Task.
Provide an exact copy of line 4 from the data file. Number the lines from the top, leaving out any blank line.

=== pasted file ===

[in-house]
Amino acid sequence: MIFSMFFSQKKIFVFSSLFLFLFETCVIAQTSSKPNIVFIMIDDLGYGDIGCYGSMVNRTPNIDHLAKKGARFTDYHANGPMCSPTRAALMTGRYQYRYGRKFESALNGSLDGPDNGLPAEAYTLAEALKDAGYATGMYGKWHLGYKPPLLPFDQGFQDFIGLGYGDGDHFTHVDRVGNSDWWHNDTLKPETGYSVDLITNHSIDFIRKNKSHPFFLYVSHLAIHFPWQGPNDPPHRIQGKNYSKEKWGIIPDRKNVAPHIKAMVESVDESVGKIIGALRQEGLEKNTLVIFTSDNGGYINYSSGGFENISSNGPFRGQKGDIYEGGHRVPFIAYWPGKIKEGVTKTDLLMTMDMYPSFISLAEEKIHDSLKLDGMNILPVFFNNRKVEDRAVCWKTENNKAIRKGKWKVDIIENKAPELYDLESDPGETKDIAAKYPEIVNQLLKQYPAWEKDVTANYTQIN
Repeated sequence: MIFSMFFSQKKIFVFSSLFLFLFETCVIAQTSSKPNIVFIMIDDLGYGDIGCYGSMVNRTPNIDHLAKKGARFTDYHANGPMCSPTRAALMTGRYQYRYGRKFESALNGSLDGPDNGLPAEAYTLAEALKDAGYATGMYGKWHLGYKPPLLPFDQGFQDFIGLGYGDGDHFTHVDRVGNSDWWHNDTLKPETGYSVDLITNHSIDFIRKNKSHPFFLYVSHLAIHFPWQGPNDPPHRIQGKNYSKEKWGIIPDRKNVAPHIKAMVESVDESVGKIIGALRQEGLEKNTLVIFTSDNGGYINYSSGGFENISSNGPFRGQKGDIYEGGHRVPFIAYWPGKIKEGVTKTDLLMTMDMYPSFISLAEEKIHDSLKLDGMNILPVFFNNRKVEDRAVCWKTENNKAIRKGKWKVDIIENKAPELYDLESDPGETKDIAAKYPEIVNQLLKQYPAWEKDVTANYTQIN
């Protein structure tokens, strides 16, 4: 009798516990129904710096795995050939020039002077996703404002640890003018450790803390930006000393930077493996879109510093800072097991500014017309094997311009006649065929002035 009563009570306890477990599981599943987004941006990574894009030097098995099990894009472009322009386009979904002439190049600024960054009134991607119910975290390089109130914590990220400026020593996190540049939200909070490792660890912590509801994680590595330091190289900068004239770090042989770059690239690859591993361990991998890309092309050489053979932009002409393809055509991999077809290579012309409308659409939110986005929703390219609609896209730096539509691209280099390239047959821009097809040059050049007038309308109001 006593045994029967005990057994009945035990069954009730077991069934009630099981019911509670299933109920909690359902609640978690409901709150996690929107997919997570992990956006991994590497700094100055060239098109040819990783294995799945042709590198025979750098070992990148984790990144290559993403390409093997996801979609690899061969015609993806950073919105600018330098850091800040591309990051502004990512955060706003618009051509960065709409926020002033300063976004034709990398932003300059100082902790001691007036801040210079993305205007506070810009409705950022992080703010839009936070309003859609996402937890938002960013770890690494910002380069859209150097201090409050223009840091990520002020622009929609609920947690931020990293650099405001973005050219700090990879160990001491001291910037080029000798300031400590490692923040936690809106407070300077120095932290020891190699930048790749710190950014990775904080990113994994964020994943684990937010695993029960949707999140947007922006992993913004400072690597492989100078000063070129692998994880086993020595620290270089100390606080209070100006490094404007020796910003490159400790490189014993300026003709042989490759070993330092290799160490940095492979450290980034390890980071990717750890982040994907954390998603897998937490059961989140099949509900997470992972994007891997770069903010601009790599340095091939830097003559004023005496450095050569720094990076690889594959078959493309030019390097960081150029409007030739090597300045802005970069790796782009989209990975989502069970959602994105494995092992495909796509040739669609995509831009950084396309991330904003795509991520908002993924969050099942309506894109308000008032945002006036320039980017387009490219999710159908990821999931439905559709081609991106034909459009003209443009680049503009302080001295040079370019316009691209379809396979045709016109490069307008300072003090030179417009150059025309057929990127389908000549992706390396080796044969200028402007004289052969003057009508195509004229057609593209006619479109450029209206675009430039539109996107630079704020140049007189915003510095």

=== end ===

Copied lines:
């Protein structure tokens, strides 16, 4: 009798516990129904710096795995050939020039002077996703404002640890003018450790803390930006000393930077493996879109510093800072097991500014017309094997311009006649065929002035 009563009570306890477990599981599943987004941006990574894009030097098995099990894009472009322009386009979904002439190049600024960054009134991607119910975290390089109130914590990220400026020593996190540049939200909070490792660890912590509801994680590595330091190289900068004239770090042989770059690239690859591993361990991998890309092309050489053979932009002409393809055509991999077809290579012309409308659409939110986005929703390219609609896209730096539509691209280099390239047959821009097809040059050049007038309308109001 006593045994029967005990057994009945035990069954009730077991069934009630099981019911509670299933109920909690359902609640978690409901709150996690929107997919997570992990956006991994590497700094100055060239098109040819990783294995799945042709590198025979750098070992990148984790990144290559993403390409093997996801979609690899061969015609993806950073919105600018330098850091800040591309990051502004990512955060706003618009051509960065709409926020002033300063976004034709990398932003300059100082902790001691007036801040210079993305205007506070810009409705950022992080703010839009936070309003859609996402937890938002960013770890690494910002380069859209150097201090409050223009840091990520002020622009929609609920947690931020990293650099405001973005050219700090990879160990001491001291910037080029000798300031400590490692923040936690809106407070300077120095932290020891190699930048790749710190950014990775904080990113994994964020994943684990937010695993029960949707999140947007922006992993913004400072690597492989100078000063070129692998994880086993020595620290270089100390606080209070100006490094404007020796910003490159400790490189014993300026003709042989490759070993330092290799160490940095492979450290980034390890980071990717750890982040994907954390998603897998937490059961989140099949509900997470992972994007891997770069903010601009790599340095091939830097003559004023005496450095050569720094990076690889594959078959493309030019390097960081150029409007030739090597300045802005970069790796782009989209990975989502069970959602994105494995092992495909796509040739669609995509831009950084396309991330904003795509991520908002993924969050099942309506894109308000008032945002006036320039980017387009490219999710159908990821999931439905559709081609991106034909459009003209443009680049503009302080001295040079370019316009691209379809396979045709016109490069307008300072003090030179417009150059025309057929990127389908000549992706390396080796044969200028402007004289052969003057009508195509004229057609593209006619479109450029209206675009430039539109996107630079704020140049007189915003510095």